06/04/2016 12:55 EDT

Muhammad Ali Dead Following A Life Of Fighting Opponents In The Ring, And Racism Out Of It

The Greatest.

Muhammad Ali, one of the flashiest, most outspoken athletes and activists of his time, has died at the age of 74.

The celebrated boxer who could "float like a butterfly and sting like a bee" won three world heavyweight titles and an Olympic gold medal during his career. Ali suffered for years from Parkinson's disease, and was hospitalized in Phoenix with respiratory problems earlier this week.

U.S. boxing great Muhammad Ali poses during the Crystal Award ceremony at the World Economic Forum (WEF) in Davos, Switzerland in 2006. (Photo: Andreas Meier/Reuters)

Ali was born Cassius Clay Jr. in Louisville, Ky. in 1942. He was introduced to boxing at the age of 12.

Ali's parents had bought him a bike as a birthday gift, only for it to be stolen later. Ali reported the theft to a policeman named Joe Martin, telling him he planned on beating the thief. Martin told him he had better learn to fight first.

A boxing trainer outside his police work, Martin became Ali's first instructor.

Heavyweight boxer Muhammad Ali trains for his fight against Oscar Bonavena on Dec. 7, 1970 in New York. (Photo:Anwar Hussein/Getty Images)

Ali's first amateur fight in 1954 ended in a split decision.

Two years later, he won the Golden Gloves tournament among novices in the light heavyweight division.

He eventually made it to the U.S. Olympic boxing team, where he fought his way to a light heavyweight gold medal by taking down Polish fighter Zbiginew Pietrzkowski.

Muhammad Ali trains with a speed bag in the early 1960s. (Photo: Robert Riger/Getty Images)

The fight made him a celebrity — Louisville held a victory parade for him upon his return.

But his gold medal didn't mean he could escape the racism of the southern United States, including an incident when a whites-only diner refused to serve him.

But none of it held him back. Ali embarked on a professional career with a challenge against world heavyweight champion Sonny Liston in 1964.

The fight turned Ali into legend. The cocky fighter predicted he would win the fight against Liston who was a decade older, and famously summarized his plan of attack, telling media he would "float like a butterfly, sting like a bee."

Liston dropped out of the fight following the sixth round, after apparently sustaining a shoulder injury. Ali openly declared himself "the greatest."

It was around this time that the fighter joined Muslim group the Nation of Islam and changed his name from Cassius Clay to Muhammad Ali.

"Cassius Clay is a name that white people gave to my slave master," he explained. "Now that I am free, that I don't belong anymore to anyone, that I'm not a slave anymore, I gave back their white name, and I chose a beautiful African one.

After joining the group, Ali created controversy with statements calling for apartheid between black and white people.

Muhammad Ali listens to Elijah Muhammad, the leader of the group Nation of Islam in Philadelphia, Oct. 5, 1963. (Photo: Afro American Newspapers/Gado/Getty Images)

Many admired him for speaking out, as he became a symbol of black pride, refusing to seek the approval of whites.

Ali was stripped of his boxing licence and heavyweight title in 1967, three years after winning it. He refused to fight in the Vietnam War after being drafted, saying he was a Muslim minister, and the war conflicted with his religious beliefs.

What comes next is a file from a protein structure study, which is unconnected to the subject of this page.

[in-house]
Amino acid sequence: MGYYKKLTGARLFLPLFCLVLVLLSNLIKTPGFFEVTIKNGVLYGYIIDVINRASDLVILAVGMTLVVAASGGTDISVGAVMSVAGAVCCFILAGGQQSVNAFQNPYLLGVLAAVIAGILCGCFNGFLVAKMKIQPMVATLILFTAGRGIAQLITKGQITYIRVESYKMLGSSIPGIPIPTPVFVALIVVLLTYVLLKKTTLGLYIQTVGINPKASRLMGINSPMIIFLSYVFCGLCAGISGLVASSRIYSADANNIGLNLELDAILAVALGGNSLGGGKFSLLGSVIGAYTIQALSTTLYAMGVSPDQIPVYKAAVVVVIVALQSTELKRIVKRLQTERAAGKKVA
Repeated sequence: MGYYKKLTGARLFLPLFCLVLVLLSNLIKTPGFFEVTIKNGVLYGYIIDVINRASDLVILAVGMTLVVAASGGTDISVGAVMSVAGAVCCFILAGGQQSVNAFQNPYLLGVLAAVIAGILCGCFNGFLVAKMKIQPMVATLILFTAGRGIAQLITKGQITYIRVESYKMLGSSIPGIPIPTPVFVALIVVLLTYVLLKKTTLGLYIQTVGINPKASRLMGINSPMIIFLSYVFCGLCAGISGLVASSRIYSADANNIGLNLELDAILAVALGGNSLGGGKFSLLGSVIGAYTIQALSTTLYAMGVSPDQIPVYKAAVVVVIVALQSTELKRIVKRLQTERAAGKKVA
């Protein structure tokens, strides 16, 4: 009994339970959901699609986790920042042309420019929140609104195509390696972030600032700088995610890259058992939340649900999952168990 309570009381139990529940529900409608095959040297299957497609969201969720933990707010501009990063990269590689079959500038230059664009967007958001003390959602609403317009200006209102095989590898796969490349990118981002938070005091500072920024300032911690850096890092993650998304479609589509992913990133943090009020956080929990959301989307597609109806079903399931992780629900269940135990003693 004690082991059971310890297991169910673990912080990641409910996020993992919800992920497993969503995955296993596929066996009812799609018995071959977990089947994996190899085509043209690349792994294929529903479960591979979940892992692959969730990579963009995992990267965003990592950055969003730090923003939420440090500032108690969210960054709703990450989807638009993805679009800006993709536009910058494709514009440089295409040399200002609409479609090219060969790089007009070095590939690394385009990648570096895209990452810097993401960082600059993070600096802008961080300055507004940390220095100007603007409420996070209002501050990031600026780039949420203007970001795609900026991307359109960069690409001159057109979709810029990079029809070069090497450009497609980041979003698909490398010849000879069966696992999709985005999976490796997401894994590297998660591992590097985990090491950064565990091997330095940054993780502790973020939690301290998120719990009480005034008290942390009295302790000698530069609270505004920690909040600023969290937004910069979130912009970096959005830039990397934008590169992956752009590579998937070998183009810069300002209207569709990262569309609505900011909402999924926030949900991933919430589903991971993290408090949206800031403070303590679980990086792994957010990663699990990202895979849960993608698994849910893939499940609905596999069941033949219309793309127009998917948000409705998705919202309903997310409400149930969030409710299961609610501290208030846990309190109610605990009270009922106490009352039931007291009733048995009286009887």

Ali was also banned from boxing, fined $10,000, and sentenced to five years in prison. That sentence was overturned three years later.

Muhammad Ali fights Joe Frazier. (Photo: Frank Hurley/NY Daily News Archive via Getty Images)

The year 1970 saw him return to the ring, defeating opponents Oscar Bonavena and Jerry Quarry in knockout bouts.

The following year, he took on Joe Frazier in what was deemed the "Fight of the Century." Ali taunted Frazier as an "Uncle Tom" in the lead-up to the fight.

But Frazier handed Ali his first loss as a professional fighter in the 15th round at Madison Square Garden.

Muhammad Ali lands a left hook knocking out George Foreman during the "Rumble in the Jungle" fight at the Mai 20 Stadium on Oct. 30,1974 in Kinshasa, Zaire. (Photo: The Ring Magazine/Getty Images)

It would all prove a set-up for the "Rumble in the Jungle" in Kinshasa, Zaire, where he had a chance to take the heavyweight title away from favourite George Foreman.

Ali won the fight using a "rope-a-dope" technique that involved leaning against the ropes and averting Foreman's headshots before retaliating with strong rights.

He became a champion once again, in the eighth round.

Muhammad Ali at an event with former opponent Henry Cooper in 1984. (Photo by Doug McKenzie/Hulton Archive/Getty Images)

In 1984, Ali was diagnosed with Parkinson's disease, a condition that affects the nervous system — and has been linked to head trauma he endured during his boxing career.

He nevertheless remained a public figure. In 1990, he met with Iraqi leader Saddam Hussein to negotiate the release of American hostages. In 1996, he lit the cauldron at the opening ceremony of the Summer Olympic Games in Atlanta.

Muhammad Ali lights the Olympic cauldron at the 1996 Summer Games in Atlanta. (Photo: Reuters)

Ali had nine children, including Laila, who became a boxer over her father's objections to women's participation in the sport.

Laila concluded her boxing career with a 24-0 record.

Laila Ali posted a photo of her father with her daughter this week, in response to reports that the former champion was gravely ill after being hospitalized in the Phoenix-area for a respiratory ailment.

With files from The Associated Press

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